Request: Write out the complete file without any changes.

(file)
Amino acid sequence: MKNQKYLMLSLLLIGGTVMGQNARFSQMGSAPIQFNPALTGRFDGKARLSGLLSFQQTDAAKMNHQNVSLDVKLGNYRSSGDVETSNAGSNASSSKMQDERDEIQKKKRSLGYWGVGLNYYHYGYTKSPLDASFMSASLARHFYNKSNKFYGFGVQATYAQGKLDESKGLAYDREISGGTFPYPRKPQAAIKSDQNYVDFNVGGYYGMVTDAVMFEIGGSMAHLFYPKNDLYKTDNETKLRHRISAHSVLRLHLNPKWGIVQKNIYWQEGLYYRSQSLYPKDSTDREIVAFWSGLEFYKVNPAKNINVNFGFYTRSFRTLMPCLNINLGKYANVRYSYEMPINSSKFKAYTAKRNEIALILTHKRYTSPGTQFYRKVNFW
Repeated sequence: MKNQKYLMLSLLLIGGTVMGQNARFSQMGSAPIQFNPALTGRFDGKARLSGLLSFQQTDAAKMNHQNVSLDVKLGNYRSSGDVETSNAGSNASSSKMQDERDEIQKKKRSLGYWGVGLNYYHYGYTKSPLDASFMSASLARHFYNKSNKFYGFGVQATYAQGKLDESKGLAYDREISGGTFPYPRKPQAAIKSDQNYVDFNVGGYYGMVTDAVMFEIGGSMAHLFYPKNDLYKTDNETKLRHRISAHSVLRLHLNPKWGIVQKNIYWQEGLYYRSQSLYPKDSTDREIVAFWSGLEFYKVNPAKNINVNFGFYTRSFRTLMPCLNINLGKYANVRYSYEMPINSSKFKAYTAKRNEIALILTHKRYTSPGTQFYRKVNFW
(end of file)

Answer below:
Amino acid sequence: MKNQKYLMLSLLLIGGTVMGQNARFSQMGSAPIQFNPALTGRFDGKARLSGLLSFQQTDAAKMNHQNVSLDVKLGNYRSSGDVETSNAGSNASSSKMQDERDEIQKKKRSLGYWGVGLNYYHYGYTKSPLDASFMSASLARHFYNKSNKFYGFGVQATYAQGKLDESKGLAYDREISGGTFPYPRKPQAAIKSDQNYVDFNVGGYYGMVTDAVMFEIGGSMAHLFYPKNDLYKTDNETKLRHRISAHSVLRLHLNPKWGIVQKNIYWQEGLYYRSQSLYPKDSTDREIVAFWSGLEFYKVNPAKNINVNFGFYTRSFRTLMPCLNINLGKYANVRYSYEMPINSSKFKAYTAKRNEIALILTHKRYTSPGTQFYRKVNFW
Repeated sequence: MKNQKYLMLSLLLIGGTVMGQNARFSQMGSAPIQFNPALTGRFDGKARLSGLLSFQQTDAAKMNHQNVSLDVKLGNYRSSGDVETSNAGSNASSSKMQDERDEIQKKKRSLGYWGVGLNYYHYGYTKSPLDASFMSASLARHFYNKSNKFYGFGVQATYAQGKLDESKGLAYDREISGGTFPYPRKPQAAIKSDQNYVDFNVGGYYGMVTDAVMFEIGGSMAHLFYPKNDLYKTDNETKLRHRISAHSVLRLHLNPKWGIVQKNIYWQEGLYYRSQSLYPKDSTDREIVAFWSGLEFYKVNPAKNINVNFGFYTRSFRTLMPCLNINLGKYANVRYSYEMPINSSKFKAYTAKRNEIALILTHKRYTSPGTQFYRKVNFW